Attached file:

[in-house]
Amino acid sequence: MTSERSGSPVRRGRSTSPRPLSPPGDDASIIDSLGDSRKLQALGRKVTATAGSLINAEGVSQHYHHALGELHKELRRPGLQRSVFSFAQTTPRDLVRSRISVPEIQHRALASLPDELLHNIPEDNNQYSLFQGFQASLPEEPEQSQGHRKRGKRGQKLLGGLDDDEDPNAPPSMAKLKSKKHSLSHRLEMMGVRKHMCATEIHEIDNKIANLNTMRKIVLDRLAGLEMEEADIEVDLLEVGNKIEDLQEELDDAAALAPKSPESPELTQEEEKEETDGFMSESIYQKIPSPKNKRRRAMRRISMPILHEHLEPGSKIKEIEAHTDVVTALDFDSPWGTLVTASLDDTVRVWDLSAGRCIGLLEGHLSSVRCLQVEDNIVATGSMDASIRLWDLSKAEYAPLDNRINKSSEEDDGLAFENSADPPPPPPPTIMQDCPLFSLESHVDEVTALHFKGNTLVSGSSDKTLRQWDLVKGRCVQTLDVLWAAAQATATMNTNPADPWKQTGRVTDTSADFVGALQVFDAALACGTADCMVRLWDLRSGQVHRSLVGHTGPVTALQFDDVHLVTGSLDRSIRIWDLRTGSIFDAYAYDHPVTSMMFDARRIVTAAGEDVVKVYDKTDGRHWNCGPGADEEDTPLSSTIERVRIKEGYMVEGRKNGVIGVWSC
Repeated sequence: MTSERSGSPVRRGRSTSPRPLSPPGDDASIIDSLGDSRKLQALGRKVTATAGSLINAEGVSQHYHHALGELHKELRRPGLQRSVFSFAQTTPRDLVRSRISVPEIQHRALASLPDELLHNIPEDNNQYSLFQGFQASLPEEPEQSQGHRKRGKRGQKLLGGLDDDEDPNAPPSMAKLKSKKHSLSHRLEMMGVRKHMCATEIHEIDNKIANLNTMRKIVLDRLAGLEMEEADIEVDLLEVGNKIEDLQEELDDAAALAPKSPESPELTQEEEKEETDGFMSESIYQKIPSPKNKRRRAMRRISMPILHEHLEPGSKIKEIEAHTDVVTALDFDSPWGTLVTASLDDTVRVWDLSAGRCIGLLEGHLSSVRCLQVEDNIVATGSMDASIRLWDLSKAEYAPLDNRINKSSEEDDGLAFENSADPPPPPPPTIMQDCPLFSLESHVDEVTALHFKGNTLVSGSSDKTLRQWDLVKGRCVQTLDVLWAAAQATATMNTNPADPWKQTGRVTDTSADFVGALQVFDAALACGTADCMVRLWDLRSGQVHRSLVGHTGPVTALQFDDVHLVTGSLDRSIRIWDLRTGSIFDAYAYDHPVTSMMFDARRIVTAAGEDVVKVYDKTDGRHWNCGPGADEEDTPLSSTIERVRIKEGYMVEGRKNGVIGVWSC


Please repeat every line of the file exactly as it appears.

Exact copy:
[in-house]
Amino acid sequence: MTSERSGSPVRRGRSTSPRPLSPPGDDASIIDSLGDSRKLQALGRKVTATAGSLINAEGVSQHYHHALGELHKELRRPGLQRSVFSFAQTTPRDLVRSRISVPEIQHRALASLPDELLHNIPEDNNQYSLFQGFQASLPEEPEQSQGHRKRGKRGQKLLGGLDDDEDPNAPPSMAKLKSKKHSLSHRLEMMGVRKHMCATEIHEIDNKIANLNTMRKIVLDRLAGLEMEEADIEVDLLEVGNKIEDLQEELDDAAALAPKSPESPELTQEEEKEETDGFMSESIYQKIPSPKNKRRRAMRRISMPILHEHLEPGSKIKEIEAHTDVVTALDFDSPWGTLVTASLDDTVRVWDLSAGRCIGLLEGHLSSVRCLQVEDNIVATGSMDASIRLWDLSKAEYAPLDNRINKSSEEDDGLAFENSADPPPPPPPTIMQDCPLFSLESHVDEVTALHFKGNTLVSGSSDKTLRQWDLVKGRCVQTLDVLWAAAQATATMNTNPADPWKQTGRVTDTSADFVGALQVFDAALACGTADCMVRLWDLRSGQVHRSLVGHTGPVTALQFDDVHLVTGSLDRSIRIWDLRTGSIFDAYAYDHPVTSMMFDARRIVTAAGEDVVKVYDKTDGRHWNCGPGADEEDTPLSSTIERVRIKEGYMVEGRKNGVIGVWSC
Repeated sequence: MTSERSGSPVRRGRSTSPRPLSPPGDDASIIDSLGDSRKLQALGRKVTATAGSLINAEGVSQHYHHALGELHKELRRPGLQRSVFSFAQTTPRDLVRSRISVPEIQHRALASLPDELLHNIPEDNNQYSLFQGFQASLPEEPEQSQGHRKRGKRGQKLLGGLDDDEDPNAPPSMAKLKSKKHSLSHRLEMMGVRKHMCATEIHEIDNKIANLNTMRKIVLDRLAGLEMEEADIEVDLLEVGNKIEDLQEELDDAAALAPKSPESPELTQEEEKEETDGFMSESIYQKIPSPKNKRRRAMRRISMPILHEHLEPGSKIKEIEAHTDVVTALDFDSPWGTLVTASLDDTVRVWDLSAGRCIGLLEGHLSSVRCLQVEDNIVATGSMDASIRLWDLSKAEYAPLDNRINKSSEEDDGLAFENSADPPPPPPPTIMQDCPLFSLESHVDEVTALHFKGNTLVSGSSDKTLRQWDLVKGRCVQTLDVLWAAAQATATMNTNPADPWKQTGRVTDTSADFVGALQVFDAALACGTADCMVRLWDLRSGQVHRSLVGHTGPVTALQFDDVHLVTGSLDRSIRIWDLRTGSIFDAYAYDHPVTSMMFDARRIVTAAGEDVVKVYDKTDGRHWNCGPGADEEDTPLSSTIERVRIKEGYMVEGRKNGVIGVWSC